Identity – One may define identity as the distinctive characteristics belonging to any given individual, or shared by members of a particular social category or group. A psychological identity relates to self-image, self-esteem, and individuality. “One’s ethnic identity is defined as that part of the totality of one’s self-construct made up of those dimensions that express the continuity between one’s construct of past ancestry and one’s future aspirations in relation to ethnicity” (Weinreich, 1986)
Implicit Bias (also known as Hidden Bias or Unconscious Bias) can be described as particular tendencies, trends, inclinations, feelings or opinions, especially ones that are relatively unconscious, preconceived or unreasoned that guide automatic judgment, social behavior, quick actions and decisions. Most striking and well-known research has focused on implicit attitudes toward members of socially stigmatized groups, such as African-Americans, women, and the LGBTQ community, yet here are many examples of positive and negative implicit bias in life. Implicit biases can activate without intention and/or without being explicitly controlled. Everyone is susceptible to implicit biases whether positive or negative. (Read more about implicit bias.)
Inclusion is about focusing on the needs of every individual and ensuring the right conditions are in place for each person to achieve his or her full potential.
Microaggressions are brief exchanges that send insulting and dismissal messages to individuals of a minority. They generally happen below the level of awareness of well-meaning members of the dominant culture. Intending no offense, they are statements that repeat or affirm stereotypes about a minority group or subtly demean it; that position the dominant culture as normal and express disapproval of or discomfort with the minority group; that assume all minority group members are the same; that minimize the existence of discrimination against the minority group; that seek to deny the perpetrator’s own bias; or that minimize real conflict between the minority group and the dominant culture.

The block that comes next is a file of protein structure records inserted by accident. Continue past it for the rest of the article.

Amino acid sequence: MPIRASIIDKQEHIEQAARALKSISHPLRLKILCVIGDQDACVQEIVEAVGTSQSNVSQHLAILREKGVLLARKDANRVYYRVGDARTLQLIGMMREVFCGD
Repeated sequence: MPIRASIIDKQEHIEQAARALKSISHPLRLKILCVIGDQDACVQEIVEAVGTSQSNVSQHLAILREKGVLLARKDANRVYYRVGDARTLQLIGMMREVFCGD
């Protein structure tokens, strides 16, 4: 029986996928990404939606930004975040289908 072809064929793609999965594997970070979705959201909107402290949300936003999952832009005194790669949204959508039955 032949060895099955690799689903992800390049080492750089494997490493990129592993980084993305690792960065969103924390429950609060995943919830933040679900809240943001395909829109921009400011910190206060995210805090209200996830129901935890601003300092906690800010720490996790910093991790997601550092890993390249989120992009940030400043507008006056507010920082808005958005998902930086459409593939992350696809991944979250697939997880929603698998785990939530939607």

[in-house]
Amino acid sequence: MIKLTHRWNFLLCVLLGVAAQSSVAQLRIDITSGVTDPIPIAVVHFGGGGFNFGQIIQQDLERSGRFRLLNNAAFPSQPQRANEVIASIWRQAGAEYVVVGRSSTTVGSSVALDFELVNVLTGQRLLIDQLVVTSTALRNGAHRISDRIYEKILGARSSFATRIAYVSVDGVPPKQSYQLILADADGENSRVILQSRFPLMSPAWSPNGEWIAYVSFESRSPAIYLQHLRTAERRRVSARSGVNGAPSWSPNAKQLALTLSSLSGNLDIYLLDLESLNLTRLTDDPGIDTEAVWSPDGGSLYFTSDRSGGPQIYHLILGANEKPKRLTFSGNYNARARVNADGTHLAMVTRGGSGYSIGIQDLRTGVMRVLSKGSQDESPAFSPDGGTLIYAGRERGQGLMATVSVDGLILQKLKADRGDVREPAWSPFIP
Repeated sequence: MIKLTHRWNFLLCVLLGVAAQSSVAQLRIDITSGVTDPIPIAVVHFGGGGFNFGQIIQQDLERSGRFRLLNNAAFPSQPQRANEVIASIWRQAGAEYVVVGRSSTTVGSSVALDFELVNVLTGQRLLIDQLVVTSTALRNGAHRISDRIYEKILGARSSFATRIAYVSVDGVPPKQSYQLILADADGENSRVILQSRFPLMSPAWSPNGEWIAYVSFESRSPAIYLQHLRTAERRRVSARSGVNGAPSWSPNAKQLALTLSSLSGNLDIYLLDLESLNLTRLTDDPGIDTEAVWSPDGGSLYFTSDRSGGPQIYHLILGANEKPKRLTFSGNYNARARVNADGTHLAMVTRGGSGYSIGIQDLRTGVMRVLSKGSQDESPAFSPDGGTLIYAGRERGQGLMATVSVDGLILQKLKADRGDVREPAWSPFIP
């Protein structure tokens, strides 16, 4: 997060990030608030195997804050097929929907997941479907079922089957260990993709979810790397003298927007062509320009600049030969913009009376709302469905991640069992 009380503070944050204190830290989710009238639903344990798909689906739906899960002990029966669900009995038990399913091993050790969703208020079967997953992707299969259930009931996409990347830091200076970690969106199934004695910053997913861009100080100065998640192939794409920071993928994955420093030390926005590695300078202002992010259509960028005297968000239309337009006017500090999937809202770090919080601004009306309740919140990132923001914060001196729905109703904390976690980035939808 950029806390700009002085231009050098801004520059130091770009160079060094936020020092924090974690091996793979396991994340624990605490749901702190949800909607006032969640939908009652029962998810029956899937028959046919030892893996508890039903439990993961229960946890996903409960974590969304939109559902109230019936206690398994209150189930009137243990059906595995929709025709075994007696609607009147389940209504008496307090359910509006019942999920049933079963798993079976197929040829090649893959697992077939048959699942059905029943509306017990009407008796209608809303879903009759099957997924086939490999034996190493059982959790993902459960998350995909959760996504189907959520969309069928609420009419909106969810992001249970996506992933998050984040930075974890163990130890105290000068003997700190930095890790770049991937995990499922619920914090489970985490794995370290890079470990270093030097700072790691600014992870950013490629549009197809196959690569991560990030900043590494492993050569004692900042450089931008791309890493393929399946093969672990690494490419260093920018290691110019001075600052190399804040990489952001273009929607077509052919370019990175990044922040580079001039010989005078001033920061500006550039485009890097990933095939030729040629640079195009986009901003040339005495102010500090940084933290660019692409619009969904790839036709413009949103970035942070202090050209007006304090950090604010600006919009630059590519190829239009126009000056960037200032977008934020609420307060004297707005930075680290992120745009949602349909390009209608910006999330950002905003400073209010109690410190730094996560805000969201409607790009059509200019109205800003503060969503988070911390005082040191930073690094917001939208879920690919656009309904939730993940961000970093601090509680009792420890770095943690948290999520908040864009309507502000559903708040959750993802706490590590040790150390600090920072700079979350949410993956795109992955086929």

Multiculturalism is a quality of life characterized by acceptance and inclusion. It is manifested in the school: Climate, Curriculum, Shared community values, and Integration of multiple identities.
Stereotypes are qualities assigned to groups of people related to their race, nationality and sexual orientation, to name a few. Because they generalize groups of people in manners that lead to discrimination and ignore the diversity within groups, stereotypes are limiting and tend to focus on outer appearance and certain behaviors without making attempts to understand the person within.
Stereotype Threat is a situational predicament in which people are or feel themselves to be at risk of confirming negative stereotypes about their social group (Inzlicht, Michael 2011). If negative stereotypes are present regarding a specific group, group members are likely to become anxious about their performance, which may hinder their ability to perform at their maximum level.